A 13-year-old makes a hit list with the names of his classmates. A 17-year-old posts threats on social media. Two high schoolers bring a loaded gun to school. Middle schoolers talk about weapons on the bus.
Each of these events occurred at a Denton County campus within the past year, but which ones warrant criminal prosecution? And when should schools notify parents?
Local districts and law enforcement agencies are grappling with these questions more and more as fear looms over campuses in the wake of high-profile school shootings. National experts say the number of threats reported in schools increased during the 2017-18 school year and more Denton County students who make those threats are facing criminal charges.
Meanwhile, students are reporting more threats online, and some parents worry that districts aren’t communicating enough when threats occur. But school officials say there’s a fine line between informing the public and violating student privacy rights.
“It’s a tough situation to be in and tougher now than it ever has been,” said Stephen Waddell, a retired school superintendent and a professor with the University of North Texas College of Education.
Threats by the numbers
Following school shootings in Parkland, Florida, and Santa Fe, Texas, earlier this year, school safety researchers have seen a dramatic increase in threats, or an intent to harm someone.
The Educator’s School Safety Network, an Ohio-based nonprofit, said in a recent report that the number of reported threats in American schools went up by 62 percent in the 2017-18 school year from the previous year. When researchers looked at the last year by itself, the number of threats shot up by 159 percent from fall 2017 to spring 2018.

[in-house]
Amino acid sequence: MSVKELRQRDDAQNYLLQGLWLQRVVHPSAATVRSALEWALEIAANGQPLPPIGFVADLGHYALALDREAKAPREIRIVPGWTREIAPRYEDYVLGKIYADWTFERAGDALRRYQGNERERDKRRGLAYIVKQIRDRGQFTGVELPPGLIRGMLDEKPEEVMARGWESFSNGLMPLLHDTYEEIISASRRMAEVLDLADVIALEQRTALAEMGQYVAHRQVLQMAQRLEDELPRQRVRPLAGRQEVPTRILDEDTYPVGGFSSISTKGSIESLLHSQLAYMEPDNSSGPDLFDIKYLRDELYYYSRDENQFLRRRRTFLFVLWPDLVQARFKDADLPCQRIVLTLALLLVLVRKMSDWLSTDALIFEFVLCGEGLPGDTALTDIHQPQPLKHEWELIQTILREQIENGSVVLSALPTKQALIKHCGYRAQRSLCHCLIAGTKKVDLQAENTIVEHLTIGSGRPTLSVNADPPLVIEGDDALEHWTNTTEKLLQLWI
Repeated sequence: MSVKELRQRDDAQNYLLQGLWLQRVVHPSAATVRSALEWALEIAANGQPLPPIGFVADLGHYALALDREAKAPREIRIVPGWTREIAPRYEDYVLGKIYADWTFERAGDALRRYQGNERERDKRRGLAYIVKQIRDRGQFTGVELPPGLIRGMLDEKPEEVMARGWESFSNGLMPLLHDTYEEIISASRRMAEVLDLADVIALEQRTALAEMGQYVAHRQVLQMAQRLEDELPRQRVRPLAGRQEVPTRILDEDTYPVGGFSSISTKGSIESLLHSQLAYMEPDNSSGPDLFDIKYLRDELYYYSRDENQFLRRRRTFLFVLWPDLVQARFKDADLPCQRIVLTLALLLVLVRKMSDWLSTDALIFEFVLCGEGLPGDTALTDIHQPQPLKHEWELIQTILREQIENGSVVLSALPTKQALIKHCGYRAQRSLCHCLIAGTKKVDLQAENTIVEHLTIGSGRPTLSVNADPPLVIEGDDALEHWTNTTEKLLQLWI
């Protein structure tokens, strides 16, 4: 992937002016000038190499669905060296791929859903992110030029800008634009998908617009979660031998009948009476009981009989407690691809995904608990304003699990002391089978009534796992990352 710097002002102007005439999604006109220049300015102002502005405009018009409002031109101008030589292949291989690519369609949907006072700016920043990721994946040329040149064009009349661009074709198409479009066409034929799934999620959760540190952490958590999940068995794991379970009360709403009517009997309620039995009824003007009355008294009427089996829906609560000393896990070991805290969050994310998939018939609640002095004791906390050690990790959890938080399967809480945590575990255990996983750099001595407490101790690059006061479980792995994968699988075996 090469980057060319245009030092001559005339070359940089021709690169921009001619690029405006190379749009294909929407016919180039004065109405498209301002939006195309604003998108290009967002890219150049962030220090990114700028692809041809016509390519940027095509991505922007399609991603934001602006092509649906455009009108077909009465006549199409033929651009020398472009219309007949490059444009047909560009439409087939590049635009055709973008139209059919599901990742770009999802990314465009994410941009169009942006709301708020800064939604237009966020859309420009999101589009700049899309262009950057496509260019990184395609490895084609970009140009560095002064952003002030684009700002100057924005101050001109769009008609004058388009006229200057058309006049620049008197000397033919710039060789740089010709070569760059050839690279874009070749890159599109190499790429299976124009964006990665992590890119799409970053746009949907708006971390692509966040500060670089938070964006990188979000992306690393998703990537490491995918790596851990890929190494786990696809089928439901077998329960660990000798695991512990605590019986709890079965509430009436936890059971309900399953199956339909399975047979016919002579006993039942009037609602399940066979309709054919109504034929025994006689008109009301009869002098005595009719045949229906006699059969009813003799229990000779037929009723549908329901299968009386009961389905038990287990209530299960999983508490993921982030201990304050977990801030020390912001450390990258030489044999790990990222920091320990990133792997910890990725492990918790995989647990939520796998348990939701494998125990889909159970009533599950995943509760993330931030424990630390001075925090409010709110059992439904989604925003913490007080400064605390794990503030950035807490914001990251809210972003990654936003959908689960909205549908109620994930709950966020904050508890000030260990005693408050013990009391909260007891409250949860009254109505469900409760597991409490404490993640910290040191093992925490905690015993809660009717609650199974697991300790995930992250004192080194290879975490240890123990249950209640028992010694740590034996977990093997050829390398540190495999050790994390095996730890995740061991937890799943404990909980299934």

Several threats made by Denton County students made local news in that same time frame.
Three days after the Parkland shooting on Valentine’s Day, Crownover Middle School went on lockdown after a bus driver overheard a male student talking about a gun on the way to school. Police searched the backpacks of several students but found no weapon.
On Feb. 21, a 17-year-old Krum student was arrested and charged with making a false report after police investigated “alarming” posts she made on Snapchat, a social media app. A week later, officers arrested two Northwest High School students when one of them brought a gun to school to reportedly sell it, police said.
Area schools don’t have readily available data that tracks how many threats they investigate, but numbers from the Denton County District Attorney’s Office suggest law enforcement is taking these incidents seriously as more students face criminal charges.
Fourteen juveniles were charged in 2018 for threatening to bring a gun to school, up from zero charges for the previous three years. Eight were charged with actually bringing guns to school in 2018. That charge had only been brought against three juveniles between 2015 and 2017.
The number of juveniles charged with school-related terroristic threats is trending upward from five in 2015 to 12 in 2018. One juvenile was also charged with making a bomb threat in 2018, while none were charged from 2015 to 2017.